Similarly, a closing scene of the film shows the actors watching a laptop film of a (fake) beheading in Medina Wasl, immediately after viewing photos of (real) visits by the President to the town.

Full Battle Rattle is the best film produced so far of the War in Iraq, and it's set in the American West.
Strongly recommended."
The Anti-War machine
Amos Lassen | Little Rock, Arkansas | 09/10/2009
(5 out of 5 stars)

""Full Battle Rattle"

The Anti-War Machine

Amos Lassen

I bet many of you do not know that in the Mojave Desert in California, the American government has built a "virtual Iraq" that cost a billion dollars. They populated the site with Iraqi role players. "Full Battle rattle" follows an Army battalion as it goes through a simulation of stopping the made-up town of Medina Wasi from falling into civil war. We get a funny, surreal and poignant look at the insides of the American war machine and as an extra we get to see how America has blundered in Iraq. This is the story of a real war in a fake town during a three week simulation.
We see the story from both sides and we follow the battle from the time that assignments are given through the fake deaths of some of the players. Even though this is just a movie, both the emotions and the stakes are very high. Reality and fantasy come together and what at first seems to be quite surreal becomes very poignant right before our eyes. All is seen through intimate stories of those "Iraqis" fleeing the war and the Americans who enter it. What the movie is, in effect, is a very potent allegory of the war as well as of our own cultural and religious differences.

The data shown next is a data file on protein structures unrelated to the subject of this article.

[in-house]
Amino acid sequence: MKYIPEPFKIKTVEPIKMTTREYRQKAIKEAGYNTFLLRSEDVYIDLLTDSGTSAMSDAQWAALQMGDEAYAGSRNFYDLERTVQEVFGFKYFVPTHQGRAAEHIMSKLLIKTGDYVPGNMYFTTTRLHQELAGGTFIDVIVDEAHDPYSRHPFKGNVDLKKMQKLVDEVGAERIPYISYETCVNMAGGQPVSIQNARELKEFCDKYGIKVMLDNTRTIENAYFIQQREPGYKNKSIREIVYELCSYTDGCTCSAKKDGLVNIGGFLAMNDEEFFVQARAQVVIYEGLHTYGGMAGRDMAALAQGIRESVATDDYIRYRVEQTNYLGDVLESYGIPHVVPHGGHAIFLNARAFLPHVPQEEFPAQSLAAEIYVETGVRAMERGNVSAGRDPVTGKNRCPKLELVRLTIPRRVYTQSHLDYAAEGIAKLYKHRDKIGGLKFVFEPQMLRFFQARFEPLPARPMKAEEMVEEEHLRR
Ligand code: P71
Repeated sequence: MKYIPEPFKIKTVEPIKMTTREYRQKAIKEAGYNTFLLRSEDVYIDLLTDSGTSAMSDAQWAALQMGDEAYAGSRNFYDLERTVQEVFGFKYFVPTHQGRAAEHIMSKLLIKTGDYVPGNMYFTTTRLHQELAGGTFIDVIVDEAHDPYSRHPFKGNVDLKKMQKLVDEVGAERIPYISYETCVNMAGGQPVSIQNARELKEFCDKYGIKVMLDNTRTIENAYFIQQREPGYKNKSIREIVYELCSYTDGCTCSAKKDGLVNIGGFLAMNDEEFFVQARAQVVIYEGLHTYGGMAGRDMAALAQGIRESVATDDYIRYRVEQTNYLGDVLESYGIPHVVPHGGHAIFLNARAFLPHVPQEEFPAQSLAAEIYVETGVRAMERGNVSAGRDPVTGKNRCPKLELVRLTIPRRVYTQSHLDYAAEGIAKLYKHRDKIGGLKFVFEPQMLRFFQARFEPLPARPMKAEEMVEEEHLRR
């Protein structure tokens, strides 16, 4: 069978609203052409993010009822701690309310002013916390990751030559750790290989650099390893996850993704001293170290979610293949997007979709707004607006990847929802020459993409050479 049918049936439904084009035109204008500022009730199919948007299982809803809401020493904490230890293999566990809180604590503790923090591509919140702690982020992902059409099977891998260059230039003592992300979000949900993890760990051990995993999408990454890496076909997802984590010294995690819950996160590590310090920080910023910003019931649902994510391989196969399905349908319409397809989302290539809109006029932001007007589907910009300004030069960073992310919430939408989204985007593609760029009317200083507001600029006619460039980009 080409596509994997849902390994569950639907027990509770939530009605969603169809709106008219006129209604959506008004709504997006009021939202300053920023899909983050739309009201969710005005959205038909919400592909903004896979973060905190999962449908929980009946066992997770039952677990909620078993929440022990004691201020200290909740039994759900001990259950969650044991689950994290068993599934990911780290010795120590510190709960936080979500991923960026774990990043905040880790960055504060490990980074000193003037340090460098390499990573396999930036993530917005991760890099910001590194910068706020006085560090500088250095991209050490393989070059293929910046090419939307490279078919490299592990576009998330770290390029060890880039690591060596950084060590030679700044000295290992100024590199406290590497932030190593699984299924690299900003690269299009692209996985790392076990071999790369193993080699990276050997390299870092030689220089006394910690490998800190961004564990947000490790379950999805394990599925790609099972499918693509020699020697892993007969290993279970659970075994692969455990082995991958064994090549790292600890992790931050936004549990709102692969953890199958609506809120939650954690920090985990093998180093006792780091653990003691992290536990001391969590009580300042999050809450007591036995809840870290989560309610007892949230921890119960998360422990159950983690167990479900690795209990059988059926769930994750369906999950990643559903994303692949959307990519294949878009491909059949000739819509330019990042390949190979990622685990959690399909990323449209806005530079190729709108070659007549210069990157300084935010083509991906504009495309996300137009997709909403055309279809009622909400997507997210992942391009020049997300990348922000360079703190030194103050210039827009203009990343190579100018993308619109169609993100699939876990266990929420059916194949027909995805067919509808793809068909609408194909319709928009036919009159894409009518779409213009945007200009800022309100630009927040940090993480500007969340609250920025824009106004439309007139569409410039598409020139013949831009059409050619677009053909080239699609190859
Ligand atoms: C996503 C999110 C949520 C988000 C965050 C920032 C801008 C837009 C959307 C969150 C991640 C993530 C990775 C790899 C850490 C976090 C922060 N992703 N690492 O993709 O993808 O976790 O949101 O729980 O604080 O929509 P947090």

The film was 14 months in the filming and editing and it is absolutely amazing as it combines cinema verite and narrative fiction. It has a lot to say to all of us, especially those interested in our military activities. We get an indelible look at modern war that is incredibly detailed and above all else, we see the strangeness of the conflict that we are presently involved in. I was not sure whether I should laugh at or rue the government for getting us involved. Seeing the suspicions and the resentments of Americans is an eye-opening experience. Both bizarre and revealing, "Full Battle Rattle" (First Run Features) is an unsettling experience.
A truly extraordinary feature
Midwest Book Review | Oregon, WI USA | 10/17/2009
(5 out of 5 stars)

"Full Battle Rattle is an eye-opening DVD revealing how the modern American military trains its troops to fight new types of battles, against more difficult and challenging enemies. In the Mojave Desert of California, the U.S. Army has created an urban warfare simulation - backdrop of towns and villages modeled on those in the Middle East, with Iraqi-American residents playing their roles to the hilt. Full Battle Rattle follows an army battalion throughout the simulation as they seek to aid a village seemingly on the verge of civil war. The result is a vividly realistic war game, meant to hopefully prepare its participants for the real thing. A truly extraordinary feature, enhanced with bonus scenes, a photo gallery, a filmmaker Q&A, and more. 85 minutes."